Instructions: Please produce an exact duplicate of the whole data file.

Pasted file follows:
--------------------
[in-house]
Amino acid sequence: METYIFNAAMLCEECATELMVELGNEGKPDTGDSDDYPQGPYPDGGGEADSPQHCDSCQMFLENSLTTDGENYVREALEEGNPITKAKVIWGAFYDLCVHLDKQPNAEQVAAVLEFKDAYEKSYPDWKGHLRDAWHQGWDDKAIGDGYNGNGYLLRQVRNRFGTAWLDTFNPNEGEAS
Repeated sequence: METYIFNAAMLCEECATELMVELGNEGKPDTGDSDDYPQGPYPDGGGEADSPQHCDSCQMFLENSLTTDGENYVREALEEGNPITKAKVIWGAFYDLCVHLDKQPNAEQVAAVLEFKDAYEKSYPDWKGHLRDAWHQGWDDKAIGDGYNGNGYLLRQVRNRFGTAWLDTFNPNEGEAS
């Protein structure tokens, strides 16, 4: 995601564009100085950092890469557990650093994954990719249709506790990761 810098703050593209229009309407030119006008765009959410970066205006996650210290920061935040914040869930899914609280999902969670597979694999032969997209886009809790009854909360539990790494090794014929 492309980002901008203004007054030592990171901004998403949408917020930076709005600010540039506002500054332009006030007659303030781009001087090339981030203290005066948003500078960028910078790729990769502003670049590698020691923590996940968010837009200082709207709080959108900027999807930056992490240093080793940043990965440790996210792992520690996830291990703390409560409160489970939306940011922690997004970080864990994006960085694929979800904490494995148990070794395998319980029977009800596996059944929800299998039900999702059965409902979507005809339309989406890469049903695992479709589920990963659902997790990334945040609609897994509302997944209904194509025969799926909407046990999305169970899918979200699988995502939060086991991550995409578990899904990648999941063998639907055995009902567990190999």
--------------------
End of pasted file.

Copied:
[in-house]
Amino acid sequence: METYIFNAAMLCEECATELMVELGNEGKPDTGDSDDYPQGPYPDGGGEADSPQHCDSCQMFLENSLTTDGENYVREALEEGNPITKAKVIWGAFYDLCVHLDKQPNAEQVAAVLEFKDAYEKSYPDWKGHLRDAWHQGWDDKAIGDGYNGNGYLLRQVRNRFGTAWLDTFNPNEGEAS
Repeated sequence: METYIFNAAMLCEECATELMVELGNEGKPDTGDSDDYPQGPYPDGGGEADSPQHCDSCQMFLENSLTTDGENYVREALEEGNPITKAKVIWGAFYDLCVHLDKQPNAEQVAAVLEFKDAYEKSYPDWKGHLRDAWHQGWDDKAIGDGYNGNGYLLRQVRNRFGTAWLDTFNPNEGEAS
């Protein structure tokens, strides 16, 4: 995601564009100085950092890469557990650093994954990719249709506790990761 810098703050593209229009309407030119006008765009959410970066205006996650210290920061935040914040869930899914609280999902969670597979694999032969997209886009809790009854909360539990790494090794014929 492309980002901008203004007054030592990171901004998403949408917020930076709005600010540039506002500054332009006030007659303030781009001087090339981030203290005066948003500078960028910078790729990769502003670049590698020691923590996940968010837009200082709207709080959108900027999807930056992490240093080793940043990965440790996210792992520690996830291990703390409560409160489970939306940011922690997004970080864990994006960085694929979800904490494995148990070794395998319980029977009800596996059944929800299998039900999702059965409902979507005809339309989406890469049903695992479709589920990963659902997790990334945040609609897994509302997944209904194509025969799926909407046990999305169970899918979200699988995502939060086991991550995409578990899904990648999941063998639907055995009902567990190999």